# Topology question

#### Jomo

##### Elite Member
I was told that something is wrong in the proof below.
Any definition that I did not know I looked up.
I however do not see any errors. It's not the best written proof.

Theorem 1: Suppose X is an infinite set and
T is the finite-closed topology on X. If S is a subset X, then S is open iff
S is infinite or S is empty.

Proof: (=>)Suppose S is open in the finite-closed topology. If S is empty
we are done, so assume S is not empty. Since S is open, S is not closed, which
(by DeMorgan's law) means that S /= X and S is not finite. Thus S
is infinite.
(<=) Suppose S is either infinite or empty. If S is empty, then it is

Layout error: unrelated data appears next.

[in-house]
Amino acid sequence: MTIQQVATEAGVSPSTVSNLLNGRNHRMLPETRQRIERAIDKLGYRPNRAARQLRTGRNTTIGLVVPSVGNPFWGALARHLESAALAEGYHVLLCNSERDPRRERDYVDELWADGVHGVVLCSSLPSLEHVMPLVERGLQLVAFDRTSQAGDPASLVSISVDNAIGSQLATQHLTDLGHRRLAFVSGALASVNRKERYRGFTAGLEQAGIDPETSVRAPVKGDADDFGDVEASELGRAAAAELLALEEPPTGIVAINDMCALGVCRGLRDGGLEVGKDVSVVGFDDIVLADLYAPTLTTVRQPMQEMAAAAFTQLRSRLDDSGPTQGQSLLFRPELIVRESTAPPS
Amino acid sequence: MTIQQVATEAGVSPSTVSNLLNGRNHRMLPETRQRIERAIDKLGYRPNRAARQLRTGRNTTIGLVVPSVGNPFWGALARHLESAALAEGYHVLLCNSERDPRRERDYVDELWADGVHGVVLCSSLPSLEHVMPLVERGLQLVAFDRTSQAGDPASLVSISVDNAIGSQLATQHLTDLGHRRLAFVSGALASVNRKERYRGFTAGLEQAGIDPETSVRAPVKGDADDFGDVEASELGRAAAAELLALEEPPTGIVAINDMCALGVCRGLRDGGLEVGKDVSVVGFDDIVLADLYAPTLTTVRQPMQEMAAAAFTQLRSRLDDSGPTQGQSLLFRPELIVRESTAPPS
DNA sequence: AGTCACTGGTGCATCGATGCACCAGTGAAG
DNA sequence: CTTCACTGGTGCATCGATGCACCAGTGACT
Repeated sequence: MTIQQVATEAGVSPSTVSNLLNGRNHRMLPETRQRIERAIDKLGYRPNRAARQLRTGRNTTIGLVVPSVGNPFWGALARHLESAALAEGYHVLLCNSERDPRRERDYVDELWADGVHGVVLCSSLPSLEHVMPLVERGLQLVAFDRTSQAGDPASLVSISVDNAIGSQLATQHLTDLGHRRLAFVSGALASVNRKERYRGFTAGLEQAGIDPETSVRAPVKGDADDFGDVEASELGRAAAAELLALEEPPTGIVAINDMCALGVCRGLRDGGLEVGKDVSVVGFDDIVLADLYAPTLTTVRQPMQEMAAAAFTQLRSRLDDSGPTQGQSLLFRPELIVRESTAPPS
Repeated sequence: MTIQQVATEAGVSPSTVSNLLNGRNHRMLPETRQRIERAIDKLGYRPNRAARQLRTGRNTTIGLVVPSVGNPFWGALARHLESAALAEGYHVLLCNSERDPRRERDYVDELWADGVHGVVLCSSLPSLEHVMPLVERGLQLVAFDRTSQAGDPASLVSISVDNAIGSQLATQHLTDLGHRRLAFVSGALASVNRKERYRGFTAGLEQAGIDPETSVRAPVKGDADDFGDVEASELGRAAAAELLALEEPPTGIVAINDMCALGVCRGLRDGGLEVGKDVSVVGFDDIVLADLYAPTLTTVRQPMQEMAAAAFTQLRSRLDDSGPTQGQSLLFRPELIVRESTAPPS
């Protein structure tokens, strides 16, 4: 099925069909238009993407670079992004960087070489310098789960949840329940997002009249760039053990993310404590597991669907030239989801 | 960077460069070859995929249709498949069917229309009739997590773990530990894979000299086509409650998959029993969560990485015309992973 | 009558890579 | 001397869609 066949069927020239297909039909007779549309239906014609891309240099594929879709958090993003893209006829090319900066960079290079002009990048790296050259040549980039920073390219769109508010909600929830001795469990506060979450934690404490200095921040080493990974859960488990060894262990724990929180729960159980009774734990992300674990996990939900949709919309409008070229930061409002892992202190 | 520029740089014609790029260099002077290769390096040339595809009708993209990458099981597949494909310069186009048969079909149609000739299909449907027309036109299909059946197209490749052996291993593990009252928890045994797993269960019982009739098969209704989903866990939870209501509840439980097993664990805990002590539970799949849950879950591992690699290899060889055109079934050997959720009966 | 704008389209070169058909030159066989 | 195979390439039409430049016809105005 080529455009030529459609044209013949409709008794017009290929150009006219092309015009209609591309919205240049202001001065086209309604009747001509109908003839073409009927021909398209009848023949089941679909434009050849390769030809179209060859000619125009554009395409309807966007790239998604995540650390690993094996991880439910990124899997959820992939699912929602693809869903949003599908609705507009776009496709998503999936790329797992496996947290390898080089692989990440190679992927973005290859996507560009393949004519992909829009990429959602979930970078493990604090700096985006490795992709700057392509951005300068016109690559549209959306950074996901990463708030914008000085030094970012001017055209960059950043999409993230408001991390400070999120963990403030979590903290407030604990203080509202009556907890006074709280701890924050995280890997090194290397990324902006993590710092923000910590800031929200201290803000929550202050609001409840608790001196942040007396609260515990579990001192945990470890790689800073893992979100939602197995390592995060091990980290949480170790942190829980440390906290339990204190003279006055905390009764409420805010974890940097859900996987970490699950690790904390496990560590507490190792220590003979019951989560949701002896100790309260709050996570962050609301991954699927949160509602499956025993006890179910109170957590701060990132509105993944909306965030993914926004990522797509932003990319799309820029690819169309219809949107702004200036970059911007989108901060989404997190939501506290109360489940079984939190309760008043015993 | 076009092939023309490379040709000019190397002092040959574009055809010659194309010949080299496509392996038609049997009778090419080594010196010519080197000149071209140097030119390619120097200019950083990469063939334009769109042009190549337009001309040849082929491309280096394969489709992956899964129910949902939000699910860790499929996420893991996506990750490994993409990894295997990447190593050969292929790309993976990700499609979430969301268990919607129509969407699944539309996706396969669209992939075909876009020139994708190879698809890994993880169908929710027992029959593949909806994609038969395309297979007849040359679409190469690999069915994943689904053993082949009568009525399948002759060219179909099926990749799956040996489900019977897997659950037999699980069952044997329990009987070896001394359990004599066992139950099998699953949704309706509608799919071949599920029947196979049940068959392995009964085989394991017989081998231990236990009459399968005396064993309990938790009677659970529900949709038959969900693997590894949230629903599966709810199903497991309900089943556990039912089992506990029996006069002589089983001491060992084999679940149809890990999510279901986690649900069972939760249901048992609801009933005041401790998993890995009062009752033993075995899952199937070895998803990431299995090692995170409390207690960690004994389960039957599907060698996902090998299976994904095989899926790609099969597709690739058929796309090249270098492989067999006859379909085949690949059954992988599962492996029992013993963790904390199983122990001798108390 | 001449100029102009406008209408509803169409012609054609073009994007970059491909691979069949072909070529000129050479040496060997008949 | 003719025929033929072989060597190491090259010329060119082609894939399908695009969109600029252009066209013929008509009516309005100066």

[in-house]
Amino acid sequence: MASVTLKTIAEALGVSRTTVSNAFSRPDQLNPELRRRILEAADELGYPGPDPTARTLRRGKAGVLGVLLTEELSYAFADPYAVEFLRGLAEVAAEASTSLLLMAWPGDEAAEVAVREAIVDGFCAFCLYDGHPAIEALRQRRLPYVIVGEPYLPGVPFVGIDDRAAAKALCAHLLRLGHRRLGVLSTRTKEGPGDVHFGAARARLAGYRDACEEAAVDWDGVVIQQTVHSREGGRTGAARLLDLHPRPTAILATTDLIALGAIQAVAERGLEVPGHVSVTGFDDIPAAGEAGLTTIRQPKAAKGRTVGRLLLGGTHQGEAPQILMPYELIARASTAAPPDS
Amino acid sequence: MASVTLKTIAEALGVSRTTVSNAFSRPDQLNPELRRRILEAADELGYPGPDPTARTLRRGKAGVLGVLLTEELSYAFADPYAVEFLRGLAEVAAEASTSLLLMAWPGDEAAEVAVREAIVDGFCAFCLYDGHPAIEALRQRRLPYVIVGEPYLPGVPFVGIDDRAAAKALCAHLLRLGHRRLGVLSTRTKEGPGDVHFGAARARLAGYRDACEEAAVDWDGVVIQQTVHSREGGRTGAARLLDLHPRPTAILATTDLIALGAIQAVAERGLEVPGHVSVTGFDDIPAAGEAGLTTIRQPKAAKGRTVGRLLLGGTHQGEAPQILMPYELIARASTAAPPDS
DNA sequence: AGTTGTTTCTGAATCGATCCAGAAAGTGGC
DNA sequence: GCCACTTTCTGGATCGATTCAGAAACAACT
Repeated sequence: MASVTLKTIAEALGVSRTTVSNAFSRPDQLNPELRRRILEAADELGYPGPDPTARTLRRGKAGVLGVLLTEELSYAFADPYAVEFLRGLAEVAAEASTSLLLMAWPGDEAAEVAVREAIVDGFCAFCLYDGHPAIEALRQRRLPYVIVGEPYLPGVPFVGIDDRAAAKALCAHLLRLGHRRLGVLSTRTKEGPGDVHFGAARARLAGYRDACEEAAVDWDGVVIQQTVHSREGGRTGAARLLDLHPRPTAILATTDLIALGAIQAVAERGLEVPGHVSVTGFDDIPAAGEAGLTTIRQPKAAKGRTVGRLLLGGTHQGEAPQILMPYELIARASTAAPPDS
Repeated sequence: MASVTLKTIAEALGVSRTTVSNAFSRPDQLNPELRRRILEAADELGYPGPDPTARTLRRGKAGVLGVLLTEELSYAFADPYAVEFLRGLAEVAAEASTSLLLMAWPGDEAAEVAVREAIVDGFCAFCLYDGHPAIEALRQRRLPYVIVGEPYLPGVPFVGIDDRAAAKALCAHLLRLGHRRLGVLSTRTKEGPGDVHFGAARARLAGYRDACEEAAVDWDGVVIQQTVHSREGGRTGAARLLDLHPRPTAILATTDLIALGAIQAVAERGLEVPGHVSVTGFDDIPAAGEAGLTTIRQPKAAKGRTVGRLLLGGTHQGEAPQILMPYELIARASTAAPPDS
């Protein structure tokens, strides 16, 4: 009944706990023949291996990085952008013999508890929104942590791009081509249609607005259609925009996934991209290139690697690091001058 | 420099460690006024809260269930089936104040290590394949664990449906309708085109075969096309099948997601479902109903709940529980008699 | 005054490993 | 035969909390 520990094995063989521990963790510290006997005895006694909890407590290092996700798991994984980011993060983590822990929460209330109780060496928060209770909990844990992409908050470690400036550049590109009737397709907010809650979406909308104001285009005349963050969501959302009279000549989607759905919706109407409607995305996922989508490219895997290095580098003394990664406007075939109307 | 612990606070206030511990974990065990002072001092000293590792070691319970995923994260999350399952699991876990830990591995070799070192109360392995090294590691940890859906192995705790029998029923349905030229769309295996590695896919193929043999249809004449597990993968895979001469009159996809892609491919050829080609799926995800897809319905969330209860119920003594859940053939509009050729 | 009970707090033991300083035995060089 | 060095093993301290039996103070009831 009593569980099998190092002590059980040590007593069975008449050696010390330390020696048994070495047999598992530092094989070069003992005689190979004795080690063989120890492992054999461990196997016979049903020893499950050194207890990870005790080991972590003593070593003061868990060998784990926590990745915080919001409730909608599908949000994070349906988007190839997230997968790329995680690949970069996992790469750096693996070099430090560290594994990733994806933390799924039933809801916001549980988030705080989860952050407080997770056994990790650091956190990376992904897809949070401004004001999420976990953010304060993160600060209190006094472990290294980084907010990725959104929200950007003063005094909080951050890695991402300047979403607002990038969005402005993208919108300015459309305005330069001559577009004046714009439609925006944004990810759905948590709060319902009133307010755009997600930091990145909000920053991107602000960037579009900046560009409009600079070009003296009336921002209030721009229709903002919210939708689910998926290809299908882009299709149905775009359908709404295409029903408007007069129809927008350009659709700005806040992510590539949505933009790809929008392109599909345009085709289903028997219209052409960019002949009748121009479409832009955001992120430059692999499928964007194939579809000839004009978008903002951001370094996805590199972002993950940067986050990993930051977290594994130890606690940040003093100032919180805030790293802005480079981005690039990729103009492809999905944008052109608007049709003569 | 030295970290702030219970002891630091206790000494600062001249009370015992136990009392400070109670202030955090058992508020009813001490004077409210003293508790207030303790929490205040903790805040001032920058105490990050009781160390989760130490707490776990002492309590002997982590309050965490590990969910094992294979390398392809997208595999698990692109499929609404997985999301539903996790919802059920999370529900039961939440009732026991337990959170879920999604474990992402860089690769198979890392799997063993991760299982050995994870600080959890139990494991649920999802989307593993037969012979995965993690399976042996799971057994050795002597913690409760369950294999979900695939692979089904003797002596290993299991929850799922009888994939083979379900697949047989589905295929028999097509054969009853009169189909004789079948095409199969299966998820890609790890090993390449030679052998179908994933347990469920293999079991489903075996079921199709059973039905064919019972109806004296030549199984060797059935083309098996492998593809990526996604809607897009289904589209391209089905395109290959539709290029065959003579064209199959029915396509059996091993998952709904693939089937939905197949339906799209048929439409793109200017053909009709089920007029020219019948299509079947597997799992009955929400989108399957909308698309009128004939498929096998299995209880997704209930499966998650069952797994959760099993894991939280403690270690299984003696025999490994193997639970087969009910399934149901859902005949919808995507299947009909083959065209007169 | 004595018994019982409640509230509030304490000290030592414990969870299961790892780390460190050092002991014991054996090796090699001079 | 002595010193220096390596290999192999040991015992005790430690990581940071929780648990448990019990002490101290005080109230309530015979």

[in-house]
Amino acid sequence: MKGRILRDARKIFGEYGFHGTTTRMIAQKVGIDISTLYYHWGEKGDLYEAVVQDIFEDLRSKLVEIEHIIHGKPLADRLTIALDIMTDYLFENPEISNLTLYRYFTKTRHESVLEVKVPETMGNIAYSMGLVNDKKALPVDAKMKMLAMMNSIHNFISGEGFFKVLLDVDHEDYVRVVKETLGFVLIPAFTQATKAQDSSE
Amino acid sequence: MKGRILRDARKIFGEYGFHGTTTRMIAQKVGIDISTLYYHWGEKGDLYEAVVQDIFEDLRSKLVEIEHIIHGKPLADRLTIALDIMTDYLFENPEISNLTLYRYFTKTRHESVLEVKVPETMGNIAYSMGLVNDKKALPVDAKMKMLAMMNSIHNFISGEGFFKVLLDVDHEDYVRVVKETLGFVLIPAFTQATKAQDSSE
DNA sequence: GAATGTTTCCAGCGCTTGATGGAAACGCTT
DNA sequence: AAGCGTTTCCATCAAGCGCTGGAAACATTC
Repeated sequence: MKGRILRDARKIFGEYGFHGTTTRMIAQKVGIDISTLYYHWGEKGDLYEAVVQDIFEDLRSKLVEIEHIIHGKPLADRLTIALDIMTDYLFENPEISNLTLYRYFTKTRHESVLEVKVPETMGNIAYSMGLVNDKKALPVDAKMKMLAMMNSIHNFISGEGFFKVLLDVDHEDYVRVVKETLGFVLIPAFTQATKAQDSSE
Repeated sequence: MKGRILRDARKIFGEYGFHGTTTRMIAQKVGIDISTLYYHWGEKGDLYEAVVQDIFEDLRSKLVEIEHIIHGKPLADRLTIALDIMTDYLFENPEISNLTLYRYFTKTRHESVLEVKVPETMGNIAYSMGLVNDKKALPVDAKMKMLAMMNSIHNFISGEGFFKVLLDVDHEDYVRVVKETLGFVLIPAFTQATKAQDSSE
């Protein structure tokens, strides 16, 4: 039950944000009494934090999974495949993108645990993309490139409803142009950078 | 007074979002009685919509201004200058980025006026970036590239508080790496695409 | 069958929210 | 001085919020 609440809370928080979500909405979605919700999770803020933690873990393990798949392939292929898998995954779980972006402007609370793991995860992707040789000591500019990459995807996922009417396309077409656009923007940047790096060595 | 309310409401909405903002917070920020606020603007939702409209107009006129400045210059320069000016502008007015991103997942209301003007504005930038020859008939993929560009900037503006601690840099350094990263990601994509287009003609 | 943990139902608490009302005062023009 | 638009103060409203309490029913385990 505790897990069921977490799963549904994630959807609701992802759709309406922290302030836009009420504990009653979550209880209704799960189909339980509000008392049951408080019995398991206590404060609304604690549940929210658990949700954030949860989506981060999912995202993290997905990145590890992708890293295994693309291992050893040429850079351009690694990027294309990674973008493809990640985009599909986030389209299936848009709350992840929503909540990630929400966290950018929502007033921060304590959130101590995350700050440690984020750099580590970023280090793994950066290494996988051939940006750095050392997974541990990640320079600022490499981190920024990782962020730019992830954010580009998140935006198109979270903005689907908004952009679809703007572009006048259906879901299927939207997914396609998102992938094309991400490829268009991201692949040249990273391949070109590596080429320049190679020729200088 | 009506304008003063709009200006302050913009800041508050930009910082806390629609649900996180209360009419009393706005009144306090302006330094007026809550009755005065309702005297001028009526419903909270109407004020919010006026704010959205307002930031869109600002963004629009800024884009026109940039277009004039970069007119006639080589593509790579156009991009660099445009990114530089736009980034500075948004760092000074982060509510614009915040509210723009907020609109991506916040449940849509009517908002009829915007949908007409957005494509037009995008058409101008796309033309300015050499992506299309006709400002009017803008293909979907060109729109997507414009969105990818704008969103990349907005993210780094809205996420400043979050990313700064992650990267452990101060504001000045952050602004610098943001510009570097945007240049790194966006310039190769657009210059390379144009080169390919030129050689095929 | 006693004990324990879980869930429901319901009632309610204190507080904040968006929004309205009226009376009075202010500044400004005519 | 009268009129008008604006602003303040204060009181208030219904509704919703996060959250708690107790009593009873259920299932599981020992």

open by denition of a topology. If S is infinite, then it is not finite so
it is not closed. Therefore S is open in the finite-closed topology.

#### Jomo

##### Elite Member
I think the theorem is false. Here is counter example. Let X be integers and S be even integers. S is infinite but not open. One mistake in proof I just realized is that a set can be both open and closed.

#### pka

##### Elite Member
Theorem 1: Suppose X is an infinite set and
T is the finite-closed topology on X. If S is a subset X, then S is open iff
S is infinite or S is empty.
What is the definition of the finite-closed topology?
I know what the finite-complement topology on a set is.
And the above theorem works in such a top-space.